No-hands drivers hand over control
The real problem with the automated highway concept is not "convincing lawmakers and the public that it will work reliably and safely" ("Look, Ma, No Hands!" SN: 9/13/97, p. 168), it is that few, if any, people will travel an automated highway by choice. The feeling of control and empowerment that comes with driving a vehicle is the main reason our ancestors abandoned passenger railroads for highway travel. On an automated highway, the driver becomes a passenger.
If the federal government were really interested in spending money appropriately on transportation, it would repair the existing interstate highways, promote improved driver education, and expand passenger railroad service for those few people who want to get from point A to point B without driving.
Bullhead City, Ariz.
Cars that drive themselves down the highway would be nice. Cars that drive themselves home at 2 a.m. with their drunk owner in the back seat would probably save more lives, though.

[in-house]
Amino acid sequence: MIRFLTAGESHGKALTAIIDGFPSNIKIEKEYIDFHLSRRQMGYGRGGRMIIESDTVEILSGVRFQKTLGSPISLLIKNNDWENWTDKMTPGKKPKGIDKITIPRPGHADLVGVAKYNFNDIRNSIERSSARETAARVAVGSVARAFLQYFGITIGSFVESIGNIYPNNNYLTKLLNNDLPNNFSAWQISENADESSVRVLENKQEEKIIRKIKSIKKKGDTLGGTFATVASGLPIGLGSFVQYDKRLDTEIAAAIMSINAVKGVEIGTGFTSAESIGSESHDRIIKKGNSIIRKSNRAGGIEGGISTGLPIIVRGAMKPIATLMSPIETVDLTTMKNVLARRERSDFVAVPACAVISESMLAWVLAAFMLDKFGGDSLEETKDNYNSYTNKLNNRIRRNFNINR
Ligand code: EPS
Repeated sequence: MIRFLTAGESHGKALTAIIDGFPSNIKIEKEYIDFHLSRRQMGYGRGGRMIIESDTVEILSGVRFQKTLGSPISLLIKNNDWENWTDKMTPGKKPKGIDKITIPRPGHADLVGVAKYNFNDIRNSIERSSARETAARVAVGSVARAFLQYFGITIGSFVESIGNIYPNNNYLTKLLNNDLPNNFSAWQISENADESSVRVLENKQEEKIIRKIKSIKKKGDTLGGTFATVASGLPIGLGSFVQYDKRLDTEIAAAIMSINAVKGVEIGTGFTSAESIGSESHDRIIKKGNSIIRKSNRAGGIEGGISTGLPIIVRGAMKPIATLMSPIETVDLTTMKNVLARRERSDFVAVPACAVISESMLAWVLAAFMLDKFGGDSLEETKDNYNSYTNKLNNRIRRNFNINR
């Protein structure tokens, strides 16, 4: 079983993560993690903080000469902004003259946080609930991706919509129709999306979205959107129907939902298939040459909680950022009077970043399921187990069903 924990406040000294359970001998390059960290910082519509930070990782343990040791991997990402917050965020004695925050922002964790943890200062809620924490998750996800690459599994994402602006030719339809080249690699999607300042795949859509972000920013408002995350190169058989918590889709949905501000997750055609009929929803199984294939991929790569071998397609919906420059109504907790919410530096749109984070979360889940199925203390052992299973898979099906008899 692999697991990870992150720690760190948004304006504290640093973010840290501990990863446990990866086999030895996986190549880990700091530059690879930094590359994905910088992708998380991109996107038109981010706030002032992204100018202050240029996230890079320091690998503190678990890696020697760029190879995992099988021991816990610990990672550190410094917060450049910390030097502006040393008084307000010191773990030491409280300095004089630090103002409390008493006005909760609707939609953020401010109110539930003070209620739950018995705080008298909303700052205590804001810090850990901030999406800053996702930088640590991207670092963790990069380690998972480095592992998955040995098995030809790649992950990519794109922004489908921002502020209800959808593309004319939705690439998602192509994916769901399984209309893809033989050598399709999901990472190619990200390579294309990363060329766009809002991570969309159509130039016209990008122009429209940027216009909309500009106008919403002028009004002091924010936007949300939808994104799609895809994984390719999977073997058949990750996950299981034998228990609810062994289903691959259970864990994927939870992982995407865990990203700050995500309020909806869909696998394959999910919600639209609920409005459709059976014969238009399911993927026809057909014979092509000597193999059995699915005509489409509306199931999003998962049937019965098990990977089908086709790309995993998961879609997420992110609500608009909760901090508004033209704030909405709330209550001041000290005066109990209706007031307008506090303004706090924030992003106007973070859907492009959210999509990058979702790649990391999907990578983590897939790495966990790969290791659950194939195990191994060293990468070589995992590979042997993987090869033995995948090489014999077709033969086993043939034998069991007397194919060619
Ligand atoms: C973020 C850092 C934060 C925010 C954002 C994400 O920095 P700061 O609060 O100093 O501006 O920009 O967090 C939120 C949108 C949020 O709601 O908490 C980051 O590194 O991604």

Some mammography centers have long advised women to schedule their visits shortly after their periods, that is, early in their menstrual cycle. The breast is usually less tender then and better able to tolerate the compression needed for a good mammogram.
If mammograms are really more accurate at that time, what a happy coincidence ("Mammograms better when timed to cycles," SN: 8/30/97, p. 134). Or maybe the difference in tenderness explains the difference in accuracy -- especially since the most tender women often seem to be the ones with the densest breast tissue on the image, and false negative mammograms are probably more common in such women.
Mecklenburg Radiology Associates
Hypothesis has no room for belief
There is no room in a scientific magazine for comments like Robert Conway's response to the conclusion of Louis Frank that atmospheric water is collecting from comets ( "Reservoir of water hides high above Earth," SN: 8/23/97, p. 117).
We have proof of numerous incoming water-bearing comets and proof of high water vapor concentrations in the upper atmosphere. Conway admits these facts, then betrays his profession with ". . . I can't believe that [Frank's] explanation is the right answer." Who cares what Conway believes unless he can propose a reasonable alternative?
This kind of thinking is a disservice to the ideals of scientific inquiry.
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